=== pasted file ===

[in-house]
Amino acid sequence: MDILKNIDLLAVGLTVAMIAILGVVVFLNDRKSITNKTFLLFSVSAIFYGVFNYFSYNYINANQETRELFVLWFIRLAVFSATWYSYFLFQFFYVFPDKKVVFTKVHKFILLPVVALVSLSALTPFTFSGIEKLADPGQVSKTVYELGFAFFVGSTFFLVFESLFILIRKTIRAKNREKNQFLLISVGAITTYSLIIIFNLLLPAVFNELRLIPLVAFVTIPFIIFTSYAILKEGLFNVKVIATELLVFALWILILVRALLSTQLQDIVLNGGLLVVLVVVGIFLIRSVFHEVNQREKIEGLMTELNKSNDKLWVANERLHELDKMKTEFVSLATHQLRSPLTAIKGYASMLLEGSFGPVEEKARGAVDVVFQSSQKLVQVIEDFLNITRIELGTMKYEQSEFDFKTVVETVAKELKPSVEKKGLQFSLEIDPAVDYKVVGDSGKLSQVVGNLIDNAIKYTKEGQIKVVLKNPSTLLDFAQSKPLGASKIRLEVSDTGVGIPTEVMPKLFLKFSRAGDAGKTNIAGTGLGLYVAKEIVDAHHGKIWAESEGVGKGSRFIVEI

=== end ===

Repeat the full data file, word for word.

[in-house]
Amino acid sequence: MDILKNIDLLAVGLTVAMIAILGVVVFLNDRKSITNKTFLLFSVSAIFYGVFNYFSYNYINANQETRELFVLWFIRLAVFSATWYSYFLFQFFYVFPDKKVVFTKVHKFILLPVVALVSLSALTPFTFSGIEKLADPGQVSKTVYELGFAFFVGSTFFLVFESLFILIRKTIRAKNREKNQFLLISVGAITTYSLIIIFNLLLPAVFNELRLIPLVAFVTIPFIIFTSYAILKEGLFNVKVIATELLVFALWILILVRALLSTQLQDIVLNGGLLVVLVVVGIFLIRSVFHEVNQREKIEGLMTELNKSNDKLWVANERLHELDKMKTEFVSLATHQLRSPLTAIKGYASMLLEGSFGPVEEKARGAVDVVFQSSQKLVQVIEDFLNITRIELGTMKYEQSEFDFKTVVETVAKELKPSVEKKGLQFSLEIDPAVDYKVVGDSGKLSQVVGNLIDNAIKYTKEGQIKVVLKNPSTLLDFAQSKPLGASKIRLEVSDTGVGIPTEVMPKLFLKFSRAGDAGKTNIAGTGLGLYVAKEIVDAHHGKIWAESEGVGKGSRFIVEI